Data provides the building blocks for personalisation, but effective strategies must be built from the ground up.
In the new tech-driven world of retail, one commodity has become more valuable than anything else to business leaders: data. Mary Turner, chief executive of Indian etailer Koovs, told Drapers earlier this year: “Data is now like water: abundant and vital. But brands need to be smarter in using it to serve customers better.”
For some retailers, the challenge of introducing personalisation can be “daunting”, as Monetate chief executive Lucinda Duncalfe acknowledges, but she insists it is a goal worth pursuing.
“Personalisation drives business results – from both immediate-term sales and enhanced customer relationships,” she says.
Retailers should also remember that the use of data to tailor the customer experience is not new. Paul Kendrick, managing director of online department-store brand Express Gifts, notes that for former catalogue retailers such as his business, the use of data to drive a degree of personalisation is a continuation of how things were done before.
“We have always run segmentation models to ensure that we are targeting customers with the most relevant offers,” he says.
“Historically, this was sending different catalogues to different customer segments. Now, with digital techniques available to us, we can use even more data to inform targeting, and have more responsive ways in which to offer personalised offers and messages to customers.
“Email activity is increasingly targeted, based on customer interests, their historic trading activity, as well as web-browsing insights. On the site itself, we utilise data and have online tools that allow us to personalise the promotions offered to the customer.”
As Duncalfe says, starting the personalisation journey can be daunting when faced with talk of one-to-one personalisation and artificial intelligence. But Monetate senior vice president Maribeth Ross points out that one-to-one personalisation is a journey. She uses the phrase “personalisation pyramid” to describe three distinct layers in the delivery of personalised experiences.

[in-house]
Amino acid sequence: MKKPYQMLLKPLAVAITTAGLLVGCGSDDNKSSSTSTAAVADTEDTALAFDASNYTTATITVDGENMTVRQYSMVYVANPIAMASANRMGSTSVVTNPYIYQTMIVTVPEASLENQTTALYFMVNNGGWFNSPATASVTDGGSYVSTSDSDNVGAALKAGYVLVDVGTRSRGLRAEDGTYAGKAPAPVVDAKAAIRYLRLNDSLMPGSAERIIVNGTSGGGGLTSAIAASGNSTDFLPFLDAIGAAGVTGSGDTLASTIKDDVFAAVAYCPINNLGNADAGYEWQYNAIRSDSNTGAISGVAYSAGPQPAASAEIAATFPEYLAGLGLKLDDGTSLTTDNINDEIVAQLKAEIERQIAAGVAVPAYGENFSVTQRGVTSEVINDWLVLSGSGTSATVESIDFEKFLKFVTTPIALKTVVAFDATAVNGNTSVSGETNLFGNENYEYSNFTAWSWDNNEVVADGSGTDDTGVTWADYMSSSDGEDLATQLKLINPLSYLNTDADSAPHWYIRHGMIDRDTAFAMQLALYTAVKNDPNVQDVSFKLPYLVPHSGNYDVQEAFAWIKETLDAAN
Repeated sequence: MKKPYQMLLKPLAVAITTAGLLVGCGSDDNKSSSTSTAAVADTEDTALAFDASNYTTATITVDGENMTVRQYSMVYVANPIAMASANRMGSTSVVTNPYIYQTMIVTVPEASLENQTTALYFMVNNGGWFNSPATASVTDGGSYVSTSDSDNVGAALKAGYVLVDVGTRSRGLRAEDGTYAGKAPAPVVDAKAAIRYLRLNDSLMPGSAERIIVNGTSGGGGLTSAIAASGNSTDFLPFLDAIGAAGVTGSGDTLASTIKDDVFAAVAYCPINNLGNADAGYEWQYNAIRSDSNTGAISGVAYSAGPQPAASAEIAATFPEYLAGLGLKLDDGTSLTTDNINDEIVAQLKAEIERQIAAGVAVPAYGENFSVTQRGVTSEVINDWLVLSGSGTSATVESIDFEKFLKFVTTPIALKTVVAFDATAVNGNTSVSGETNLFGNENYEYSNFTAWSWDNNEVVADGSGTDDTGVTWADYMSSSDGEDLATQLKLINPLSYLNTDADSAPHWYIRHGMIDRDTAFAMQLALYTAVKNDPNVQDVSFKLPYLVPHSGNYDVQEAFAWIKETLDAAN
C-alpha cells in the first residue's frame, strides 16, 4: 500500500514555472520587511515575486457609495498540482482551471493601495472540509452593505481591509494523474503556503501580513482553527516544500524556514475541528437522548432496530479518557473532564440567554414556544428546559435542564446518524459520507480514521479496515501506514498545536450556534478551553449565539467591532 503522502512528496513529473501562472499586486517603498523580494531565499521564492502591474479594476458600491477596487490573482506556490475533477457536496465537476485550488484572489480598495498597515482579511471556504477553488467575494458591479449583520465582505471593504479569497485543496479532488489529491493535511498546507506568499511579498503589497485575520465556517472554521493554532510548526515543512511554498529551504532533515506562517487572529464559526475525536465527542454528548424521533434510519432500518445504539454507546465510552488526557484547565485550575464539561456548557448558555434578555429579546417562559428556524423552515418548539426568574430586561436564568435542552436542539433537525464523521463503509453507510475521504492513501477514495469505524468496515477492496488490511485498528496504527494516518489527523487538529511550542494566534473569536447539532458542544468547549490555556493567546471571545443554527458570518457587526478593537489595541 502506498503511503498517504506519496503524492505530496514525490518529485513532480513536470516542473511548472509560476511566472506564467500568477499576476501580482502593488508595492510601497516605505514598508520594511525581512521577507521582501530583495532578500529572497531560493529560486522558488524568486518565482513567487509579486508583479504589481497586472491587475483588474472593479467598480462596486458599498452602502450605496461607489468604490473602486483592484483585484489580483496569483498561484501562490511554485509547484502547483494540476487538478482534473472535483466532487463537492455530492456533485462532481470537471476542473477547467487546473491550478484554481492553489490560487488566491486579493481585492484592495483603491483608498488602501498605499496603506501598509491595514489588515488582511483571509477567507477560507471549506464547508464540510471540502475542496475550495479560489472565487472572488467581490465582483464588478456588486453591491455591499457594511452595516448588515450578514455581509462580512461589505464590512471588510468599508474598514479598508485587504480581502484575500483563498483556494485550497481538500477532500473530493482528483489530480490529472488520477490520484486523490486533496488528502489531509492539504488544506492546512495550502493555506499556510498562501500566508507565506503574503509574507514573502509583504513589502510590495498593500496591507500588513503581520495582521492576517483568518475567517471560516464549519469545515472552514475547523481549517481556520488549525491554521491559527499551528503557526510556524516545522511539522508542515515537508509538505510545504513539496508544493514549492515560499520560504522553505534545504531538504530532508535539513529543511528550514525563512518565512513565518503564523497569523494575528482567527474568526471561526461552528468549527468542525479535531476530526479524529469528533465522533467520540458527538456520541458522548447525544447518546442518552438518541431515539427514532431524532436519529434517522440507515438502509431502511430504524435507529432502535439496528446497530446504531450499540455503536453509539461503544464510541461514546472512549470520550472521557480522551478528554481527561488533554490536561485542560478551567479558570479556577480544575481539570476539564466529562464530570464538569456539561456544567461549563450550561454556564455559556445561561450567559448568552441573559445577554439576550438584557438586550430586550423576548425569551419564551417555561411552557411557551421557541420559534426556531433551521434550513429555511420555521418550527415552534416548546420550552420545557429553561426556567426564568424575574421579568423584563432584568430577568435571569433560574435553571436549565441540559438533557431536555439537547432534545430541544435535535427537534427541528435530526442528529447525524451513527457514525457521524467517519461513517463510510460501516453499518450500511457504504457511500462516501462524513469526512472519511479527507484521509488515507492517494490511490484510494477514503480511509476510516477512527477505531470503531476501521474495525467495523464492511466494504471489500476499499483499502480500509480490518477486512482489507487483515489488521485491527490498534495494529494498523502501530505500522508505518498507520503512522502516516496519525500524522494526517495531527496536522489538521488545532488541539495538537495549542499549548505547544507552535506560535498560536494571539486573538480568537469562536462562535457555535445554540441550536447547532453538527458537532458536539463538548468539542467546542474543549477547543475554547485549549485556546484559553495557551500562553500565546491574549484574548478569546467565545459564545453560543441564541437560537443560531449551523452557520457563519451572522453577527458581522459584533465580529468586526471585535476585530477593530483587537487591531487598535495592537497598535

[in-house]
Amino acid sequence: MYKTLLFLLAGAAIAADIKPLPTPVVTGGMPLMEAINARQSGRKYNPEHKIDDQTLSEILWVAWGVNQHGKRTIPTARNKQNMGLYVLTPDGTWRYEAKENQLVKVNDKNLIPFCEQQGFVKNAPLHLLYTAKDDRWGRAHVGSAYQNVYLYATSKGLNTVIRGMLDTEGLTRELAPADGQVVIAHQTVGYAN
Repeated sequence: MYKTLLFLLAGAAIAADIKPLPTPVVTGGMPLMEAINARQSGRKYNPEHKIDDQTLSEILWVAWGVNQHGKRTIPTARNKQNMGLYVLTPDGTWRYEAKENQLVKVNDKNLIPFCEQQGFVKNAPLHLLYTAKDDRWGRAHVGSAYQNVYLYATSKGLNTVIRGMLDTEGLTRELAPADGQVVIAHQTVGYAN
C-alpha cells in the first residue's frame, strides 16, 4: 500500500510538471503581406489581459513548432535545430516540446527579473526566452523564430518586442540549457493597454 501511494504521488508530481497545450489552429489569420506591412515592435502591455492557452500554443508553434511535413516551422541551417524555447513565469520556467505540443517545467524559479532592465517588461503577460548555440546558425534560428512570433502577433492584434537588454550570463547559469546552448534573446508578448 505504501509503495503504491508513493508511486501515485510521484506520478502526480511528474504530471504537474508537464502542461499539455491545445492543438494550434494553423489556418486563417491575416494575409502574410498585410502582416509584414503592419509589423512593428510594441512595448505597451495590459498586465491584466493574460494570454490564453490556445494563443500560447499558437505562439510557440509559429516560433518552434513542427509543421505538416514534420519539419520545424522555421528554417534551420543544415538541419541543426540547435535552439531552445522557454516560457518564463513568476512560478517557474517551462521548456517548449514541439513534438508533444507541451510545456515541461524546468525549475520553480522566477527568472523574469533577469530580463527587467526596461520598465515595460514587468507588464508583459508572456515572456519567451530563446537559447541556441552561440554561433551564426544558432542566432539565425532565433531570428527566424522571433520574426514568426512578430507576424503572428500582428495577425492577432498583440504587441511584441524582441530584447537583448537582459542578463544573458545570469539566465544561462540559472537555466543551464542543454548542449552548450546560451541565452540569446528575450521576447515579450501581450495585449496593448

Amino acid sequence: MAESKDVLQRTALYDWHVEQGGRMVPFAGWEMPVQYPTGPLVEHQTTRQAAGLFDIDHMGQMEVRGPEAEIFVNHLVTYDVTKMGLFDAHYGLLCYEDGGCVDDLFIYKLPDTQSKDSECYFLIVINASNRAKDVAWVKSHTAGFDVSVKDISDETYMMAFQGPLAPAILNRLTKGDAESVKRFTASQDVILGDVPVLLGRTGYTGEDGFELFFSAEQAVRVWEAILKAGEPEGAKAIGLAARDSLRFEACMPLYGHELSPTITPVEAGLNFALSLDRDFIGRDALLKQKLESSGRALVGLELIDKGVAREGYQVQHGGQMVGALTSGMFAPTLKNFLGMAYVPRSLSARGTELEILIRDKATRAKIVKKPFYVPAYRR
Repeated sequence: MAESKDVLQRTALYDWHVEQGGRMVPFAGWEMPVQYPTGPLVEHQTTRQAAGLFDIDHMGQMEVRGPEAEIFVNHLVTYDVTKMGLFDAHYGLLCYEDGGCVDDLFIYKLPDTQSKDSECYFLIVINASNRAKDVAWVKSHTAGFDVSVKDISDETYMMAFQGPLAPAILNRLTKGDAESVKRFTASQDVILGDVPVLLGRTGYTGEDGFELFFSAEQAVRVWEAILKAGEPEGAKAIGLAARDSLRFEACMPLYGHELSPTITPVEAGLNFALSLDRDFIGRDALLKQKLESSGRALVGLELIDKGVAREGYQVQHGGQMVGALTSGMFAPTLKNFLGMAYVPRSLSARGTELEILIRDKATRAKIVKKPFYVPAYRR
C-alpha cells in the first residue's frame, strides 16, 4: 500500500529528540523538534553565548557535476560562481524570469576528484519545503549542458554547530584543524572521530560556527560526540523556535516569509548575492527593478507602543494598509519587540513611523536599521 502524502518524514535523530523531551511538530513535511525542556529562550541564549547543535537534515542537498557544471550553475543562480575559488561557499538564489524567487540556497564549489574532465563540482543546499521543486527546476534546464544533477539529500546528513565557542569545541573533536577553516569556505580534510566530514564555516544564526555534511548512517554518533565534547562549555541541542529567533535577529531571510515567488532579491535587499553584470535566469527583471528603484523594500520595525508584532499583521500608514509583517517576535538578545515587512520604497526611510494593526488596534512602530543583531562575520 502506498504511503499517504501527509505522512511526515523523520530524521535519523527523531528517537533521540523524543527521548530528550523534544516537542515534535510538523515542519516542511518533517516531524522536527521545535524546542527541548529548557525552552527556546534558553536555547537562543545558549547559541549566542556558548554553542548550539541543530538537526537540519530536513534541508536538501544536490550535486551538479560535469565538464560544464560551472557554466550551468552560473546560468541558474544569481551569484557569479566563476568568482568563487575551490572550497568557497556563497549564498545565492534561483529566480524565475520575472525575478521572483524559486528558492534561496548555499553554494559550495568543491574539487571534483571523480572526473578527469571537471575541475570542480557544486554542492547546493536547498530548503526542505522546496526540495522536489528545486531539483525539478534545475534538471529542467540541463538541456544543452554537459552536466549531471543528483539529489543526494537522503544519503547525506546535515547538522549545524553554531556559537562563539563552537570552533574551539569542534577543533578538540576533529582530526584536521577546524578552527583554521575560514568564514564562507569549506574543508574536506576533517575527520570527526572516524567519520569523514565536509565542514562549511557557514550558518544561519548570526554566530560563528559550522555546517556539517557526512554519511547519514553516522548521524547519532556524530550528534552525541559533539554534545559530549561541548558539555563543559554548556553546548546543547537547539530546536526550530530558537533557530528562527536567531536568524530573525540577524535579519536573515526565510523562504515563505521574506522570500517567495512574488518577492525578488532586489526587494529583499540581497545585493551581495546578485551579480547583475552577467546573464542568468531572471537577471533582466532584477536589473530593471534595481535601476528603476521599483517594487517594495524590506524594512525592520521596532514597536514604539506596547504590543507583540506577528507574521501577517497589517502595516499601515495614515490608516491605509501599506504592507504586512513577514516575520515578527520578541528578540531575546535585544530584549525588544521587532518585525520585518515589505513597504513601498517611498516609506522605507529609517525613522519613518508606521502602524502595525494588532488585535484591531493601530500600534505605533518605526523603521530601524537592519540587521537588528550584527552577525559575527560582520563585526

She says the base of the pyramid begins with optimisation, the process of testing approaches to find out what works and then optimising experiences based on those learnings. Many retailers perform tests on their website, tweaking elements and monitoring the effect on conversion before rolling them out more widely.
“There can be excellent gains from leveraging tests to learn,” says Ross.
The next layer in the personalisation pyramid is segmentation, which involves breaking your audience into smaller groups for the purpose of targeting them with a particular message. Ross says this method is particularly useful when retailers have defined audiences, such as loyalty club members, that should be shown specific content or offers.
“Many brands optimise for their segments by testing what works for these smaller segments and leveraging that optimised experience targeted to the segment,” says Ross. “This typically provides a better experience for consumers and better results for the brand because the experience presented is more relevant.”
One-to-one personalisation sits at the top of the personalisation pyramid, which needs to be powered by artificial intelligence to be delivered at scale.
Regardless of the approach adopted, customer data is key and online shopping is providing more information on how consumers shop than ever.